A win Saturday allows the Irish to go from good to great. To stand alongside Alabama and Clemson and Ohio State and not just tag along like the little brother. It allows Kelly and his program to step clear of the big-game permacloud that hovers over the program. Some would say it’s been there since 1988. Others 1993. Maybe even since Notre Dame had its collective pants pulled down by Alabama in the national championship game. You also can point to the 30-3 loss to Clemson, after which the Irish insisted they weren’t that far off.
Whatever the date and however long you squint, it’s getting difficult to still see that last big win (at Oklahoma, 2012) in a game that Notre Dame wasn’t supposed to get.
It’s been a consistent climb back for Notre Dame since that last Clemson contest. It’s been hard. The Irish have built depth and confidence and consistency on both sides of the ball. It has arguably the best offensive line in the country. It has a defense that finally makes the other guys look slow. It’s seen Kelly become the first Irish coach since Lou Holtz to win at least 10 games in three straight seasons. Four more wins this year and Kelly becomes the first coach in program history to win at least 10 games in a season four straight times.
Let that marinate a minute.
What’s it all mean Saturday? Even Kelly’s not so sure.
“I don’t know,” he said. “You guys decide.”
All right, here it goes — there have been a lot of wins, but a lot of empty calories. Notre Dame didn’t become Notre Dame because it beat the Ball States and the Bowling Greens (no offense MACtion fans) of the college football world. Notre Dame’s not Notre Dame because it hauled home trophies from the Citrus Bowl and the Camping World Bowl (no offense Orlando). Notre Dame football is about national championships and victories in games like Saturday. It’s about rising to moments like this and playing above its collective ceiling.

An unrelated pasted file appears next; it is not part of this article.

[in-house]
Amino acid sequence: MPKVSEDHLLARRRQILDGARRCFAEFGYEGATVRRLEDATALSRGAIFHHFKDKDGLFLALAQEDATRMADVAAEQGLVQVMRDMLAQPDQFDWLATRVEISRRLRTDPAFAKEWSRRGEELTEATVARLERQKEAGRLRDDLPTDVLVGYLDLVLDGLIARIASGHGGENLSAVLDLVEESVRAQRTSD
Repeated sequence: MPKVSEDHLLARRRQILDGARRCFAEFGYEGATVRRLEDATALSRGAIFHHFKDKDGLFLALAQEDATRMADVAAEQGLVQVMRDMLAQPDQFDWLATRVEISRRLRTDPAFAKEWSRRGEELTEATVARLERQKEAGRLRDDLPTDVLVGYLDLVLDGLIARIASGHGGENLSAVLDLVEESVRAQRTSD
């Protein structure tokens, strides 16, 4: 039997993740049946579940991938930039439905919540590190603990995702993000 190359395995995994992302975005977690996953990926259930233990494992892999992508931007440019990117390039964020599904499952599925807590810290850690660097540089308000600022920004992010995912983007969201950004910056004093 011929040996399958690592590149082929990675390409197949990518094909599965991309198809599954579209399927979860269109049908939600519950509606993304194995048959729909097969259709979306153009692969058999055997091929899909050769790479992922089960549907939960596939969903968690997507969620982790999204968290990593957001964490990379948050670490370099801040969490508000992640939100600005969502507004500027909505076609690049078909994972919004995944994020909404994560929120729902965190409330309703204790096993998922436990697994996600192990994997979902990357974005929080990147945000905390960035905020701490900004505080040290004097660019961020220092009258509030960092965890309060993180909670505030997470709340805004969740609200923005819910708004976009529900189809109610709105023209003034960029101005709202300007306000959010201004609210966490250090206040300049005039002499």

It’s about answering every challenge that comes down the college football pike, not picking and choosing when to deliver and when to disappear.
That’s why this game, in some ways, means everything. Kelly won’t admit it, but he knows it. His players do too.
“A lot of people want to say it’s just another game,” said buck linebacker Jeremiah Owusu-Koramoah, who better be the running, tackling, hitting machine he’s been hyped to be come Saturday. “It is a big game. You don’t want to hide the elephant in the room.”
Make that a herd of them, because this program has heard it all. How they can’t win the big game. How they’re always good enough to be really good, but never good enough to be great. How Book has his shortcomings as a quarterback and Kelly has his as a coach and the roster doesn’t have enough guys who will play on Sundays to make a difference on Saturdays.
All that goes away with a win Saturday, if only for a week.
That silence would be sweet. So would a new narrative. It’s been said so many times over the years — before the Georgia games, before that CFP game against Clemson, before the Michigan game — that it bears repeating.
If not now, when?
Saturday isn’t about making history or even changing it. That’s yesterday, which they say, is gone. Saturday is about setting a new course for seasons and for coaches and for players to come. Enough of just coming close.
Go win a big game. Go be a new Notre Dame.